Trey Burke, after a Wooden Award season that ended with a trip to the national title game for Michigan, has continued to ride his wave of momentum into the NBA Draft. Burke, originally looked at as a fringe lottery pick at best, is now near the top of many draft boards with his stock peaking just days before the 2013 NBA Draft.
Burke has often been doubted due to his lack of size. At just 6 feet tall, Burke will be a minnow at the NBA level. Many wonder if he will be able to score in the paint at the next level and if he’ll be able to match up with bigger guards offensively and defensively.
But those criticisms are nothing new for Burke. He has had doubters focused on his short stature for years, a major factor in his lackluster recruitment out of high school.
Burke broke onto the Michigan scene and proved everybody wrong, dominating at the highest level in college basketball for two seasons. He feared no one and averaged just under 19 points a game, while shooting 46 percent from the field, not just by hitting 38 percent of his threes, but also by attacking the rim and finishing strong.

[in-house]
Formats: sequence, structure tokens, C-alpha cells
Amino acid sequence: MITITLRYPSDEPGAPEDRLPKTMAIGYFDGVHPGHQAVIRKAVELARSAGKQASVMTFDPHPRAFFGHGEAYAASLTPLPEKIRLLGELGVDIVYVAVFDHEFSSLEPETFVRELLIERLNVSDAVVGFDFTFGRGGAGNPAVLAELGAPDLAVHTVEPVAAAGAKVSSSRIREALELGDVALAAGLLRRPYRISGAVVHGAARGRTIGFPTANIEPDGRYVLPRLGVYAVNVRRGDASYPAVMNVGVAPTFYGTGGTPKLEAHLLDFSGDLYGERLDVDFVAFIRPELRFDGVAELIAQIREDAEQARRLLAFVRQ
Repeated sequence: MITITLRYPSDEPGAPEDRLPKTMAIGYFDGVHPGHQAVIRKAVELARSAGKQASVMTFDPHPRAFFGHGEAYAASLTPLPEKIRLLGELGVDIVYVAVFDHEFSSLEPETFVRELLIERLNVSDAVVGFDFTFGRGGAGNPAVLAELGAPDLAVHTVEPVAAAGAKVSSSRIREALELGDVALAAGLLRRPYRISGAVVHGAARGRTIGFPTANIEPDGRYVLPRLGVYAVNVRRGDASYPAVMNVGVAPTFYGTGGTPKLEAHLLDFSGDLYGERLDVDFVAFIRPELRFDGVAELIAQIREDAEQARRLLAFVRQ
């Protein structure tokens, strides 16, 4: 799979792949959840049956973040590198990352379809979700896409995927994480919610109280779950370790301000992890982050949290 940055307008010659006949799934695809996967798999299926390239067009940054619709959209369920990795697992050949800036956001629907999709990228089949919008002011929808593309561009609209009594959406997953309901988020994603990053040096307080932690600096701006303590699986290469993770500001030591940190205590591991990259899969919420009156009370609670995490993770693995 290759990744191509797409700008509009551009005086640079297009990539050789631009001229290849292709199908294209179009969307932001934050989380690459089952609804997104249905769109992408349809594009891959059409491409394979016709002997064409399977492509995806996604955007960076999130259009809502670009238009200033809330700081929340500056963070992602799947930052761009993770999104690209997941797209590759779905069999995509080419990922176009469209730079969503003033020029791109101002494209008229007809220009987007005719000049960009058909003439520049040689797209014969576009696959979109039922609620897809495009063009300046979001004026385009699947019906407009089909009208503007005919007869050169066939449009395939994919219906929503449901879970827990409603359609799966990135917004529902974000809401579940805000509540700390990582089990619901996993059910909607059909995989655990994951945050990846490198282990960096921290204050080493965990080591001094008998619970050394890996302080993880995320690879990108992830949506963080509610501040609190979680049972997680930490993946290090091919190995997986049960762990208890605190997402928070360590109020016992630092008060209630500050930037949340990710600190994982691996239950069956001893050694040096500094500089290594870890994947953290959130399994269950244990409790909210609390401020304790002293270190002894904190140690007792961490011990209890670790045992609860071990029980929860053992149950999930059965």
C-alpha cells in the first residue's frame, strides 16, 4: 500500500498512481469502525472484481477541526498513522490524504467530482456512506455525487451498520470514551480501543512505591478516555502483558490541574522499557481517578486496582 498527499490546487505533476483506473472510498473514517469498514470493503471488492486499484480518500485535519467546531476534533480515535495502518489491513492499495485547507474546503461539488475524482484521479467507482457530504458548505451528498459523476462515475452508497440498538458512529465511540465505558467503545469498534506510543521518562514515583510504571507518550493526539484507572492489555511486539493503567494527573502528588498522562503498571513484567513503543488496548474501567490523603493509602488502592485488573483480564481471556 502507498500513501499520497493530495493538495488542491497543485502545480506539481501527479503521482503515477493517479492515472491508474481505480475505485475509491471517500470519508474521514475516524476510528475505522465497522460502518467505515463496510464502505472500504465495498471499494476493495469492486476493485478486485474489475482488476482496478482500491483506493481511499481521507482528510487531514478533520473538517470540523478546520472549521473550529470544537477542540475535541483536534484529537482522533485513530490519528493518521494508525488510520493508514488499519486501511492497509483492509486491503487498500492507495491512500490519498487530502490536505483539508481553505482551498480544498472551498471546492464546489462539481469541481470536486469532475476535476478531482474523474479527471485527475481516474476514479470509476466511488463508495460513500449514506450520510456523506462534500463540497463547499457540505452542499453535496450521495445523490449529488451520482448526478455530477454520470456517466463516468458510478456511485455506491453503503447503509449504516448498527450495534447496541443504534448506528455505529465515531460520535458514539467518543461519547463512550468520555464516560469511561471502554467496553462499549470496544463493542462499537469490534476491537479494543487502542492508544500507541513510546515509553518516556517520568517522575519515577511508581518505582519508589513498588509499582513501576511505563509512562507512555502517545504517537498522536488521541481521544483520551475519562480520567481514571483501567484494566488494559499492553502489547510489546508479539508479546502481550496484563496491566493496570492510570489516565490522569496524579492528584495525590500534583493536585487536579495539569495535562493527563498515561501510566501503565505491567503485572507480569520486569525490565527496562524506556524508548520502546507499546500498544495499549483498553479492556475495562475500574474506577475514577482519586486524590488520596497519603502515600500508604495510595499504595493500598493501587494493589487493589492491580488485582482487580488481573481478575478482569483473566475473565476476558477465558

He has spoken about how much he wants to model his game off players like Chris Paul and Tony Parker, two fantastic NBA point guards who are also short. Burke has also discussed how he is working to better his floater, an equalizer to tall defenders that both of the aforementioned NBA point guards have mastered.
This understanding of his disadvantages and how to make up for them is what makes Burke so special. He gets that he is not tall, so he figures out how to attack defenses in different ways. Not only does he play with a chip on his shoulder because of his doubters, Burke also finds crafty ways to overcome his flaws.
Sure, the NBA is a much higher level than even the top echelons of collegiate basketball, but Burke has been doubted at every level jump, proving doubters wrong every time. At this point, even NBA teams are starting to buy in, resulting in Burke flying up draft charts into a likely top-five pick.